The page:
Directed by F. Gary Gray, it stars Vin Diesel and Larenz Tate.
DreamWorks' PG-13 Head of State slid from No. 4 to No.6 with an ESTIMATED $4 million (-53%) at 2,256 theaters (+101 theaters, $1,773 per theater). Its cume is approximately $30.9 million.
Directed by and starring Chris Rock, the film also stars Bernie Mac, Lynn Whitfield, Robin Givens and Tamala Jones.
And for those horror fans--Lions Gate's R-rated House of 1,000 Corpses debuted in seventh place with an ESTIMATED $3.4 million at 595 theaters ($5,714 per theater).
Set in the 1970s, the film revolves around two young couples who take a misguided tour onto the back roads of America and are set upon by a bizarre family of psychotics. Murder, cannibalism and satanic rituals are just a few of the thousand horrors that await.
Director by heavy-metal singer Rob Zombie, it stars Karen Black, Michael J. Pollard, Bill Moseley and Chris Hardwick.
*Box office estimates provided by Exhibitor Relations, Inc.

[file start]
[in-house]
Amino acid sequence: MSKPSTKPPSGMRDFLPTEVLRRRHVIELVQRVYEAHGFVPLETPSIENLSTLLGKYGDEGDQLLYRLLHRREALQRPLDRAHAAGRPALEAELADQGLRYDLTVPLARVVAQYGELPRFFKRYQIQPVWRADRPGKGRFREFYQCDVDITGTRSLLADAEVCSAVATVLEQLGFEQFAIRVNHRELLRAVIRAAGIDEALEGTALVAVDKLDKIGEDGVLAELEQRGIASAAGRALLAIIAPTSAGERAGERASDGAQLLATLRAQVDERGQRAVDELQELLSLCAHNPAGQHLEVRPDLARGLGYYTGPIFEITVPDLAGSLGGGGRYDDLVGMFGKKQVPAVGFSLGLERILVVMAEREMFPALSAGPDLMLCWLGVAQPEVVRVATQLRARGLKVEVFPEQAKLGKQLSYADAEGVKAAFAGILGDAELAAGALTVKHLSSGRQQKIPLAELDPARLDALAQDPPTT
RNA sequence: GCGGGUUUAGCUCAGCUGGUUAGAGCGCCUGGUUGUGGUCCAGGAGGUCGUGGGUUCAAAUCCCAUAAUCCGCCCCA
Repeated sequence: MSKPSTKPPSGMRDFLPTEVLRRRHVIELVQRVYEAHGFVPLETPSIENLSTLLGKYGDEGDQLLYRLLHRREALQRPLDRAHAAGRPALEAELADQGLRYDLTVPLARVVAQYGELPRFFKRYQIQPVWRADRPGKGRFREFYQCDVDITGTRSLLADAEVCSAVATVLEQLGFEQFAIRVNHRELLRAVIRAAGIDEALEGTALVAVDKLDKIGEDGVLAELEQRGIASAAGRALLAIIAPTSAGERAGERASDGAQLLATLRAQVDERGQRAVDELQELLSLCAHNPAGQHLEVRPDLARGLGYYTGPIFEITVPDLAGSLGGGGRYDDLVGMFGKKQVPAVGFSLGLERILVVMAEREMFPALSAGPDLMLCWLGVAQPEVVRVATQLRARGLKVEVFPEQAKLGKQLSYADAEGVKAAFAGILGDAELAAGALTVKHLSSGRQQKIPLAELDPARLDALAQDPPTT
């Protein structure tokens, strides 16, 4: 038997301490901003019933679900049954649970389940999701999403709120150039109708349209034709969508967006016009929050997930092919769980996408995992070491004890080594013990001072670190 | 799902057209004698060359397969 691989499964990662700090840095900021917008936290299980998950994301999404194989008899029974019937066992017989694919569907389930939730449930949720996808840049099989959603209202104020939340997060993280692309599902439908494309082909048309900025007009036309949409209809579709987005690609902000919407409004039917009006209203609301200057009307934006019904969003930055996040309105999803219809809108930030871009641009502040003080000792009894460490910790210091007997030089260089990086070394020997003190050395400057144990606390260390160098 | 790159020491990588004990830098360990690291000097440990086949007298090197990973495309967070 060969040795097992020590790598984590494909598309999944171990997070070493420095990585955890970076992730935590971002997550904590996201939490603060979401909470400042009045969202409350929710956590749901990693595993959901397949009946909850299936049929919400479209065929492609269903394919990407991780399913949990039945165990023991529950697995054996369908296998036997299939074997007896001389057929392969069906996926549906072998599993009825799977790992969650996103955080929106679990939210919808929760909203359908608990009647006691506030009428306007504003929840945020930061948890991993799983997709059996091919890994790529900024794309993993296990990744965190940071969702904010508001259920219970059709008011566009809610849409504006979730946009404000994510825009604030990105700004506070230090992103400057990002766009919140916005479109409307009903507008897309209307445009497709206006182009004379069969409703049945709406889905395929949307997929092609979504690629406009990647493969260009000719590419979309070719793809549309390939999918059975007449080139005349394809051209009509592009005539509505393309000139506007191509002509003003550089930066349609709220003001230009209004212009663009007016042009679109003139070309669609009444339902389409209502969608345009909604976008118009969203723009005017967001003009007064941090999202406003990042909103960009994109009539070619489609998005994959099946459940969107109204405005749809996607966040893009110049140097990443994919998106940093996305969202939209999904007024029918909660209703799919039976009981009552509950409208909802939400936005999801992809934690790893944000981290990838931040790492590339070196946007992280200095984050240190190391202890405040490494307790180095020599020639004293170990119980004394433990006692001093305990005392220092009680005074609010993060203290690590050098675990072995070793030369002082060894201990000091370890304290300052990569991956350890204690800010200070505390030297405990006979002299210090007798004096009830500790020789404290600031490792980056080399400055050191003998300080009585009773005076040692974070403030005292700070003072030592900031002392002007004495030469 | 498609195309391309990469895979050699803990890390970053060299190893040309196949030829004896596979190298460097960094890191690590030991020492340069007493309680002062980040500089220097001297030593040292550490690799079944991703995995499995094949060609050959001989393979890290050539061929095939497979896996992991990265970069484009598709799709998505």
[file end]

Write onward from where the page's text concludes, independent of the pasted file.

Miramax Films' PG-13 Chicago held onto eighth place with an ESTIMATED $3.29 million (-36%) at 2,114 theaters (-281 theaters, $1,556 per theater). Now in its 16th week, Miramax's most profitable film has earned approximately $156.9 million.
Directed by Rob Marshall, it stars Renee Zellweger, Catherine Zeta-Jones and Richard Gere.
Taking a dive three spots to dig in at No. 9, ,Paramount Pictures' PG-13 The Core shoveled in an ESTIMATED $3.22 million (-48%) at 3,019 theaters ($1,068 per theater). The disaster thriller about saving the Earth by jumpstarting its core has made $25.6 million in three weeks.
Directed by Jon Amiel, it stars Hilary Swank, Aaron Eckhart, Delroy Lindo, Stanley Tucci, D.J. Qualls and Tcheky Karyo.
Also shaving off three spots to claim tenth place was Sony's R-rated Basic, which came in with an ESTIMATED $2.2 million (-59%) at 2,246 theaters (-630 theaters, $980 per theater). Its cume is approximately $23.8 million.